During pregnancy, the iron requirement generally exceeds the amount provided through the diet,1,2 and there is a need to accurately determine iron status. Conventional methods for assessment of iron status during pregnancy are either not sensitive enough, eg, red cell indices, or are altered by gestation independently of iron status, eg, hemoglobin and markers of iron transport. The main shortcoming of serum ferritin as a marker is that a low value does not distinguish between depleted iron stores—a common condition in late gestation—and iron deficiency.2,3 The soluble transferrin receptor (sTfR) in serum seems to be a new, promising way to detect iron deficiency.
The cell‐surface transferrin receptor (TfR) transports iron into the cell. The amount of the truncated form in serum, sTfR, reflects both the receptor density on cells (tissue iron deficiency) and the numbers of cells with receptors (erythropoietic activity).4,5 Consequently, sTfR correlates inversely with the amount of iron available for tissues, and directly with the rate of erythropoiesis. Thus, sTfR is useful for detection of iron deficiency that has not yet developed into anemia6 and may distinguish individuals with iron‐deficiency anemia from those with anemia caused by chronic disease.7–9 Combining sTfR with serum ferritin to a ratio increases the accuracy with which iron deficiency can be diagnosed.6,10–14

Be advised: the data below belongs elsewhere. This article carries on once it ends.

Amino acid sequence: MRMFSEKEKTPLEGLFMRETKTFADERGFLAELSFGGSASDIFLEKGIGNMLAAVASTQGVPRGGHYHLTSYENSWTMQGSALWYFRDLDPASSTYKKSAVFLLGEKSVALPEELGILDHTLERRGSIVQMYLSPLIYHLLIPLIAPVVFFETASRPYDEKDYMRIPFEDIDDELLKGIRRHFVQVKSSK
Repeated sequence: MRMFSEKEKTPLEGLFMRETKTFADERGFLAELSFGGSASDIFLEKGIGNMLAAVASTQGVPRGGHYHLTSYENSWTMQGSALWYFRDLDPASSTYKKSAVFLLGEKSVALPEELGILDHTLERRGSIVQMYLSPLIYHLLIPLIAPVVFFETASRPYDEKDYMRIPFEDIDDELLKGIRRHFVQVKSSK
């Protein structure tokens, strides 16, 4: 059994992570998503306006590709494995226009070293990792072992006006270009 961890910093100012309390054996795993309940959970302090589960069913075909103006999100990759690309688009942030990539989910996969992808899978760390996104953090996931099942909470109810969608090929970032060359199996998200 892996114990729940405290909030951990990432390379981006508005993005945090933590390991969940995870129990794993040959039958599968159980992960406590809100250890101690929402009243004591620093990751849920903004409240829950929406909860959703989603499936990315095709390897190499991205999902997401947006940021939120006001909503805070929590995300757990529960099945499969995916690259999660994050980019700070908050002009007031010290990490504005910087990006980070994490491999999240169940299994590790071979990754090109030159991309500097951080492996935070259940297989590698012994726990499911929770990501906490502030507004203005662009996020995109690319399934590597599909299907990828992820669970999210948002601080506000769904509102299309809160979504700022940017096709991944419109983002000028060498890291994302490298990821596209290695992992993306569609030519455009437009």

Previous studies on sTfR during pregnancy have either focused on late pregnancy or used a cross‐sectional study design.15–17 Recently, we showed that sTfR is a specific and sensitive index of iron deficiency during pregnancy.18 The aim of this follow‐up study was to use sTfR for evaluation of the impact of pregnancy and lactation on iron status and erythropoiesis. We measured sTfR and the ratio sTfR:serum ferritin (sTfR/Fer) longitudinally during puerperium, lactation, and postlactation and compared data to the results previously obtained during pregnancy. We also measured sTfR in cord blood.
MATERIALS AND METHODS
Women in early gestation attending any of the three antenatal care units in Solna, Stockholm County, Sweden, and who understood written information in Swedish were invited to participate and to be followed for almost 2 years in an environmental exposure assessment study.18–20 In total, 254 of the 618 pregnant women registered at the antenatal care units during 15 months (1994–1996) agreed to participate and were eligible. Of these, 17 had miscarriage, two had induced abortion, and five delivered before second blood sampling.
We collected venous blood samples twice during pregnancy, at gestational weeks 11 and 36,18 and three times postpartum (during the first week, in the lactation period, and postlactation), and measured ferritin and sTfR in serum. The average time (and range) of sampling was 3 days (1–8 days), 3 months (1.3–5.8 months), and 15 months (12–19 months) postpartum. In addition, cord serum was collected at delivery (on average at gestational week 40, range 34–42) and analyzed for sTfR in a subsample of the neonates.